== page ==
Windows activates VBS losing 10% performance in gaming
Surely you still have the controversy with this topic in your retina. Microsoft and its Windows OS penalized gaming performance for a security feature called VBS. Luckily, this can be turned off and return to the performance it was before, or won if it was never turned off. The new problem is that now it has been detected that Microsoft activates it by default and that, somehow, deactivating it implies that those of Redmond activate it again silently. New data shows that we can earn up to 10% performance in gaming if we again disable VBS in Windows.
The call Virtualization-based securityeither VBS for its acronym in English, returns to the attack, where we will also have on stage another old man known as the HVC. Well, even if you have disabled them, Microsoft is turning them back on and you may not have noticed.
Windows 10 and Windows 11 turn on VBS and HVCI without your permission
It doesn’t matter if you just formatted or haven’t done it for years. Microsoft in some update of its OS has reactivated these two features by default in total silence. The news comes from Tom’s Hardware, where, while preparing the analysis PC to carry out some tests, they detected abnormal performance in the data provided by the equipment.
It doesn’t matter which version Windows 10 and Windows 11, even the Home are facing it the same. Logically this may be influencing certain reviews that, at some point, were able to disable VBS, but after a silent update by Redmond this feature has been enabled.
But how much performance do you get to lose with it now? Well, they have proposed to measure it with a TOP team such as a i9-13900K with 32 GB of DDR5 at 6,600 MHza 4TB PCIe 4.0 SSD and a whole RTX 4090. Basically, the best hardware that you can buy today and the least bottleneck it will have as a PC in general. The results are discouraging to say the least…
15 games tested, four different combinations and… A 10% loss
Under Windows 11 and after testing with VBS On vs VBS Off, in four different resolutions, the data is disparate and goes more for specific titles than anything else. The average differences, except for those of a higher degree, are really small, ranging from +0.X% to 5%-7% on average.
The worst thing is not the GAP that is achieved, that there are cases like Flight Simulator in 1080p with +11.2% in favor of the Off setting, but the fact that the lower the resolution we have and the fewer settings, that is, the lower the load graph, the greater the loss.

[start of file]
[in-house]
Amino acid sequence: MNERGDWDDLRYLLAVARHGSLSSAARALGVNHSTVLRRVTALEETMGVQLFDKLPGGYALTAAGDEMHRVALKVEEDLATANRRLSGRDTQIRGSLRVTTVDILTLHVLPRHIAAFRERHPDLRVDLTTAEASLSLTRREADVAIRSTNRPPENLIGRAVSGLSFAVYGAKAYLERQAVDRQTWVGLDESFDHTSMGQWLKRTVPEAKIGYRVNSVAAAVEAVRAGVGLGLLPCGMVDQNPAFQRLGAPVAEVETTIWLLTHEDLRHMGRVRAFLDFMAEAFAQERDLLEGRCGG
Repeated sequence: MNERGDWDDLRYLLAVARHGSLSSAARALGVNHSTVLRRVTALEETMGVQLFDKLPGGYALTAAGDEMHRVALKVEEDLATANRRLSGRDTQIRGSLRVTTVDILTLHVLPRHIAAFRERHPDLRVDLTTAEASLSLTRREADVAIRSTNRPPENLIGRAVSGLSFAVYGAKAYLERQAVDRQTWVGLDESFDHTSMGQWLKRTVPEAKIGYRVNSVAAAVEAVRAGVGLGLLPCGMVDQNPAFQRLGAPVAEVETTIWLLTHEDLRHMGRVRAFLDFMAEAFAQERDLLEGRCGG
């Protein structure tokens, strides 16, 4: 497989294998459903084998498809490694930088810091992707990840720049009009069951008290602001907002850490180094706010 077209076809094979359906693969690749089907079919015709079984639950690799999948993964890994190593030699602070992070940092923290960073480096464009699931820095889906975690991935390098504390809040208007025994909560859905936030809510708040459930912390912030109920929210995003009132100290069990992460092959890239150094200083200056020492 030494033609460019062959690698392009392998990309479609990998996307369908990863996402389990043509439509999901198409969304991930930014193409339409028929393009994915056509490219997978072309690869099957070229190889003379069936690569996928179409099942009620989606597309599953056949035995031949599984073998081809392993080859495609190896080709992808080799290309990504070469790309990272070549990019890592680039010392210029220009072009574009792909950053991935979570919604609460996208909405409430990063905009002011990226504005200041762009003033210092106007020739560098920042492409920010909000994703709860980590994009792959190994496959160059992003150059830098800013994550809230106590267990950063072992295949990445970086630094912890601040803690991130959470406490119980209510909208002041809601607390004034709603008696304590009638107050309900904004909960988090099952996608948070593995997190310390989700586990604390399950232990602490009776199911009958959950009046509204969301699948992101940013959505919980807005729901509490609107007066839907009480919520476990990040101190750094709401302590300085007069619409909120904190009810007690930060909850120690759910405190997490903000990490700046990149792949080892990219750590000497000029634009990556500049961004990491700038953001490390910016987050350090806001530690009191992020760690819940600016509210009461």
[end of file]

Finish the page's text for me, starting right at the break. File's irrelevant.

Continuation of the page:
Of the 60 scenarios tested in Average FPS, only in two there is a performance in favor of VBS On and for the minimum (-0.2% and -0.1%), which could perfectly fall within the margin of error of the measurement. . The other 58 values are favorable to VBS Off, that is, they gain performance with the setting disabled.
The biggest problems come when instead of the Average FPS we look at 1% Low, because the figures are much higher and more substantial, achieving that FPS is gained out of the 60 scenarios in all of them. We see incredible values such as +37.7% in Total War Warhammer 3 at 1080p, or +16.8% in Far Cry 6 at 4K, and in general, it is difficult to see numbers with a zero in front of them.
Security vs performance with Windows and VBS in gaming
In short, and although VBS is a success in terms of security, the performance penalty on a home PC for gaming is so high that it is probably worth disabling it and boosting the FPS. The average profit ranges between 5% and 10% According to the scenario, that being something free and that in 10 minutes we will see the results, it is more than understandable that many launch to disable it.
Remember that those processors and systems that do not have TPM 2.0, by definition, will never have VBS active, since this system is necessary to support it, so they will not have lost any performance. An advantage for not being able to install Windows 11, which, on the other hand, is not showing itself to be superior in gaming compared to Windows 10.